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Zen Influence on Japanese Art, Architecture, and Interior De

             "Zen made a huge influence in developing realism in the arts period" (Noma 207). It turned focus onto a much deeper level. Zen Buddhism's impact on Japanese culture is clearly shown in its visual art work, architecture, and interior design.
             Zen Buddhism has many philosophies on visual artwork, architecture, and interior design. There is a hidden meaning behind most of the Zen related work. There is a theory of focusing on the inner sprit. "Chinese and Japanese painters mainly focused on the inner spiritual world instead of the external material world" (Guth 39). This means that outside beauty doesn't compare to what is lying within. Emotion and thought fill most paintings. A Zen painter looks at a complicated object and can paint it in a natural and.
             simple point of view. "Zen artists try to imply the easiest means of the nature of the object" (Lieberman). Life is not seen as complex. Most all of Zen art opens your mind to a less complicated view of life. "Artwork abandons true life perspective, and makes people think beyond reality into the essence of reality" (Lieberman). There is usually not a theme for a blank spot on canvas; there is no artistic balance and not a lot of noticeable lines (Paine 78). .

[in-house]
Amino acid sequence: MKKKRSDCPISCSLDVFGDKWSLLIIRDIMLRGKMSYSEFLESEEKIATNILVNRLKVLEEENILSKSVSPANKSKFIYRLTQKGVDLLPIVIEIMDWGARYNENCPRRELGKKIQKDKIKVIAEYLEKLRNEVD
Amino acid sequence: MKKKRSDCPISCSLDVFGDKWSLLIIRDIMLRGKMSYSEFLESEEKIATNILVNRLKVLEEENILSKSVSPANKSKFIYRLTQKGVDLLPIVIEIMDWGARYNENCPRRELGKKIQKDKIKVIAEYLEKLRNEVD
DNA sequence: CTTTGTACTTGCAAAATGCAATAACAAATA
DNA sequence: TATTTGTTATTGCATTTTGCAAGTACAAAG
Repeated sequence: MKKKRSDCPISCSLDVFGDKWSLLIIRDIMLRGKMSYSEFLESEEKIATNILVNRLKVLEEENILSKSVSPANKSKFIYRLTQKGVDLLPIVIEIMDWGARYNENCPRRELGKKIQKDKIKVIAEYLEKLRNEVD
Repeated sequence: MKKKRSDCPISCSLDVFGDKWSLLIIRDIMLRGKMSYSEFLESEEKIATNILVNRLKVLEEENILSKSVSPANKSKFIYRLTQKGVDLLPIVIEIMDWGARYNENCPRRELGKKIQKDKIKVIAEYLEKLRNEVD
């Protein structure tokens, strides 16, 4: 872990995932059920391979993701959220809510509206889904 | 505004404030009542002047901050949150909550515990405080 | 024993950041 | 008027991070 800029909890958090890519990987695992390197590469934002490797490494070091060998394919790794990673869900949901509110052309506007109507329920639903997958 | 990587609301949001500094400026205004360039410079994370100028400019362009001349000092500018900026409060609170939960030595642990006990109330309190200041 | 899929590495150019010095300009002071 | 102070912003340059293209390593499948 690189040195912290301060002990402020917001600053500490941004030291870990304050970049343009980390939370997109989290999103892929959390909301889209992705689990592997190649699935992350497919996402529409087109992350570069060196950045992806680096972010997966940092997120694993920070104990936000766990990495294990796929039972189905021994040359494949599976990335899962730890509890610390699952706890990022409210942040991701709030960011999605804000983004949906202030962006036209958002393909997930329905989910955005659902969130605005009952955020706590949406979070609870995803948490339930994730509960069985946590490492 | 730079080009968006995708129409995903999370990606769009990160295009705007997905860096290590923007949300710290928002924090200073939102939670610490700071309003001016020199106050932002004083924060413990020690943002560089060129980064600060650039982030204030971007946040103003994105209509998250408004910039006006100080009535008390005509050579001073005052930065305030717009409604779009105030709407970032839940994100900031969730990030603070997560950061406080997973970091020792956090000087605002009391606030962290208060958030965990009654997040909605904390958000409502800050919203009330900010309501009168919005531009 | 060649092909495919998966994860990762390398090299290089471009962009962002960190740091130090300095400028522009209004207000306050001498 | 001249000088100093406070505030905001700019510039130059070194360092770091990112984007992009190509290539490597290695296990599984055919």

Zen Philosophy is the basis for a lot of Japanese arts. It uses its deeper thinking to portray certain moments of life. "Picture and text emphasize the instant when the bird is about to hunt for its prey. Understanding natural relationships is part of religious consciousness" (Paine 78). "Zen artists imply the easiest means of the nature of the object" (Paine 78). Artists pick the basic objects to paint. .
             "Since the meaning and pleasure of the viewing experience is based on a .
             consensus of meaning-of form, function, and content-that is often lost or .
             altered when an object passes from one generation to the next, and even .
             more so, from one culture to another, to see the products of a distant world .

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